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Maine senators react to decision to stop briefing intelligence committees on election security

The Office of the Director of National Intelligence will no longer brief Congress in person on election security over alleged leak concerns
Credit: Photos: AP

WASHINGTON D.C., DC — The Office of the Director of National Intelligence will no longer offer in-person briefings to congressional intelligence committees about election security and foreign election interference, according to a congressional official briefed on the matter.

The decision by the Trump administration to halt in-person briefings on foreign election interference stemmed in part from concerns over leaks, a DNI official told NBC News.

On Saturday, Maine Senator Susan Collins issued a statement on the matter. Collins says, "It is unacceptable for the DNI to refuse to brief the Intelligence Committees on election security, and it runs counter to the Office of the Director of National Intelligence’s public commitment on August 7th to provide classified election threat updates.  The DNI must remain a committed partner to safeguard our elections.”

According to NBC News, although the committees will still have access to classified written intelligence reports, the elimination of in-person briefings means committee members will not be able to question officials about the nuances and meanings behind the written product. 

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Maine Senator Angus King also issued a statement regarding the decision. Kings says:

"The idea that the Office of the Director of National Intelligence would stop briefing Congress on foreign threats to our elections is an outrage, full stop.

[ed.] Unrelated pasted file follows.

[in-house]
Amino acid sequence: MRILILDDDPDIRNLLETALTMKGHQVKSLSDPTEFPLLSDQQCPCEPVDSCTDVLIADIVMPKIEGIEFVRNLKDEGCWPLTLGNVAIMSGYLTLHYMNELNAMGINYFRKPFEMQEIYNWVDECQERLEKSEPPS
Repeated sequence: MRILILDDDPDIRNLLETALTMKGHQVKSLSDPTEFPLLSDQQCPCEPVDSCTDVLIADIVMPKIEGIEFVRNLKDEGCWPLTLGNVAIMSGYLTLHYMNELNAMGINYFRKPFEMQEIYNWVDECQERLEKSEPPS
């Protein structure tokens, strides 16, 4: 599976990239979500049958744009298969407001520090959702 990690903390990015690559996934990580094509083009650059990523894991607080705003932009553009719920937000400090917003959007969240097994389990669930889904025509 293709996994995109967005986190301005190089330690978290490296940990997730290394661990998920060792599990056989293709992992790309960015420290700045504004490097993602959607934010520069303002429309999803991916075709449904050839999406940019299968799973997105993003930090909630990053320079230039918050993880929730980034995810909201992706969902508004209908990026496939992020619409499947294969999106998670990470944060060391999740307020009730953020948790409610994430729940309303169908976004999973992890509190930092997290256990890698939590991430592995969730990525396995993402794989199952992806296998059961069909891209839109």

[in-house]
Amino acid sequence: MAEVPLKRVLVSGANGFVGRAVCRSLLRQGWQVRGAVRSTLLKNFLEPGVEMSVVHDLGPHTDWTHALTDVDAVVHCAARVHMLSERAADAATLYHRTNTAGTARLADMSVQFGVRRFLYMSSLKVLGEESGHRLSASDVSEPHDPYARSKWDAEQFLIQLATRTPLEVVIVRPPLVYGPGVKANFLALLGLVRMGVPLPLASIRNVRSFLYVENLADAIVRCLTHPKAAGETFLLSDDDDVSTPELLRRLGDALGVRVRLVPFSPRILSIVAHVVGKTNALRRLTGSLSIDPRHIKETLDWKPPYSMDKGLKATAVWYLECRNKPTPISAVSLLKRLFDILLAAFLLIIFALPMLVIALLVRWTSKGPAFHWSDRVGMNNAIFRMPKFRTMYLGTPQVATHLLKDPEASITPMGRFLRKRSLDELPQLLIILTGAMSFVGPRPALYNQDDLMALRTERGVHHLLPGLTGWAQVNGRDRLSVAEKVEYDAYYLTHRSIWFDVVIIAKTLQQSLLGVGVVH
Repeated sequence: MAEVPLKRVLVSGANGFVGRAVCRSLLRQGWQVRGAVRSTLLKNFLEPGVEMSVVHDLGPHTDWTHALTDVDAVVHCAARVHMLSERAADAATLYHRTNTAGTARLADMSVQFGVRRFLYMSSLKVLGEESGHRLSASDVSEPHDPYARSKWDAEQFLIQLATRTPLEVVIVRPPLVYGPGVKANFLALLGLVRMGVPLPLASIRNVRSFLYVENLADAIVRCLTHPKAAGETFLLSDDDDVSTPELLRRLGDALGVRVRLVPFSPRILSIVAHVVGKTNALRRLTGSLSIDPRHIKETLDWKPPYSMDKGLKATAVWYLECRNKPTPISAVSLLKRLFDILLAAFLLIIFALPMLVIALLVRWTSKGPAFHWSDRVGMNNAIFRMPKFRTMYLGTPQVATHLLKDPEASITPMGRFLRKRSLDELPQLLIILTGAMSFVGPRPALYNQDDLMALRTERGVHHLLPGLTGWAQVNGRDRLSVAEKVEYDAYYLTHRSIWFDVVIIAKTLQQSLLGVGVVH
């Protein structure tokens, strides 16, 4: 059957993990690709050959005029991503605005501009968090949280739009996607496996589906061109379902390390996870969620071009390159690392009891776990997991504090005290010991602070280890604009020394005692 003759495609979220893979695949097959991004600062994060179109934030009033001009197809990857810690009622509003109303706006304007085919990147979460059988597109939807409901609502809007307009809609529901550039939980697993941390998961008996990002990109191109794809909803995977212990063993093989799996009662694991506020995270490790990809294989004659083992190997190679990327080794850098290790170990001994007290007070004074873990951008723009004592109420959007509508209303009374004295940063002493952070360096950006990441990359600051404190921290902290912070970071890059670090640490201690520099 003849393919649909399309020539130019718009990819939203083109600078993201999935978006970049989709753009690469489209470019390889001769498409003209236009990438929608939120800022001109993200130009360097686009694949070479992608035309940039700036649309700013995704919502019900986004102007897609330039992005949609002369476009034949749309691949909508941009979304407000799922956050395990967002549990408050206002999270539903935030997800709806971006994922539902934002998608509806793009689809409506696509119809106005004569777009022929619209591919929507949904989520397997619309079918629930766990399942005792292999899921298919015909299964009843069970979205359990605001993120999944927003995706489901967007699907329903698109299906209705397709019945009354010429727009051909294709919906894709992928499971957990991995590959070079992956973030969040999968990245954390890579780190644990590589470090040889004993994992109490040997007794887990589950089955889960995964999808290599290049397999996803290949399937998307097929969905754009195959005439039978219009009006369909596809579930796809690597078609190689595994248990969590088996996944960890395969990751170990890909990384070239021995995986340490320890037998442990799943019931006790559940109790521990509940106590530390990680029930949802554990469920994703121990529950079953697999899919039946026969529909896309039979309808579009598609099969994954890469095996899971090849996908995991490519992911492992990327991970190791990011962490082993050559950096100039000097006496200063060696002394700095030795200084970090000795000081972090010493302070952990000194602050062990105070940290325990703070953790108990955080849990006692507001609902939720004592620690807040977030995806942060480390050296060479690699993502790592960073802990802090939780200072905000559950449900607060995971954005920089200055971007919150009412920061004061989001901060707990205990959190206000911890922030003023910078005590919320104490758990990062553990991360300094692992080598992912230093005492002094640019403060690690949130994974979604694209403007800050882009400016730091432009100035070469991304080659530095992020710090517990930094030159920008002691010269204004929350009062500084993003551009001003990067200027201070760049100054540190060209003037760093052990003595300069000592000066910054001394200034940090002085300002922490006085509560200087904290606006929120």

America’s election – indeed, our foundation of Democracy itself – is under threat as we face weaponized disinformation from global foes around the planet. To stifle and limit the American peoples’ awareness of this fact cannot be explained – or allowed. In his Senate testimony, DNI Director John Ratcliffe alleged that protecting election integrity was going to be a priority; I call on him to stand by those words and disavow these reported plans to short circuit one of the most important roles of his office.

The Director’s stated intention to only provide the Congress written updates is flatly insufficient. I have never been at a Congressional hearing where members’ questions failed to elicit important information not contained in pre-filed written testimony, and this includes our recent hearing with the Director on this very subject. The only way we can effectively defend ourselves from foreign interference with our elections is for the public to be informed of these activities in real time. Anything less is a dereliction of our duty to the American people.

It’s important to note how we got here and what we know on a consensus level free of politics. On a bipartisan basis, the Intelligence Committee found rampant, harmful interference in the 2016 election, our Committee’s report last week confirmed this threat and laid the stakes for this year. I welcomed the recent openness from the National Counterintelligence and Security Center to share its analysis and threat assessments surrounding this year’s election. It seemed to demonstrate that we all realize we are in this together, and that the only chance to minimize damage done is through more information, not less.

The Intelligence Community’s mission is to do incredibly exhaustive, frequently dangerous collection and analysis and present their findings to decision-makers. But every four years, the decision-makers that the Intelligence Community serve are the American voters who must be fully informed, without sacrificing sources or methods.

I call on my colleagues on both sides of the aisle to condemn this dangerous decision. My hope in the coming days is that Director Ratcliffe will reconsider, but given the track record from the current administration, I am not optimistic.”